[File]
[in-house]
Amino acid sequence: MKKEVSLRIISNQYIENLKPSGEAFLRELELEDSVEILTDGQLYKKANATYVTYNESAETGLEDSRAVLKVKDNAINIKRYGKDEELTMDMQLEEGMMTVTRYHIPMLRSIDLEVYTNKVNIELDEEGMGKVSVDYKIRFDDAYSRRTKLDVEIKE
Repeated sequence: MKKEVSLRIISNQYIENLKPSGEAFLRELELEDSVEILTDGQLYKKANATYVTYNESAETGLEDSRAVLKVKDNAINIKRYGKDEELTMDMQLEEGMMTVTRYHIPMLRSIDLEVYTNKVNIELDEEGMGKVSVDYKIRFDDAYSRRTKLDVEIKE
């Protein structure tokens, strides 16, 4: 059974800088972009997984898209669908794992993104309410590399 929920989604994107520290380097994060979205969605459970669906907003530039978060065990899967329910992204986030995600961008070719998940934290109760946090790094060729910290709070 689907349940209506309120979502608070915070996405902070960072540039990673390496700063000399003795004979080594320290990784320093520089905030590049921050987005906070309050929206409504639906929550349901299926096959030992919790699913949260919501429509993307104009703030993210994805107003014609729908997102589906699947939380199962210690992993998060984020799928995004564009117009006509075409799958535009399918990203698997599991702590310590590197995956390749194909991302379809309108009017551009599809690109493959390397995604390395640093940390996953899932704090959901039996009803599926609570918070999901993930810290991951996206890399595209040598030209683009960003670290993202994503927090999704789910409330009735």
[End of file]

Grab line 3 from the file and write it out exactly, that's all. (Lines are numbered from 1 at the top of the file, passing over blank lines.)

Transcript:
Repeated sequence: MKKEVSLRIISNQYIENLKPSGEAFLRELELEDSVEILTDGQLYKKANATYVTYNESAETGLEDSRAVLKVKDNAINIKRYGKDEELTMDMQLEEGMMTVTRYHIPMLRSIDLEVYTNKVNIELDEEGMGKVSVDYKIRFDDAYSRRTKLDVEIKE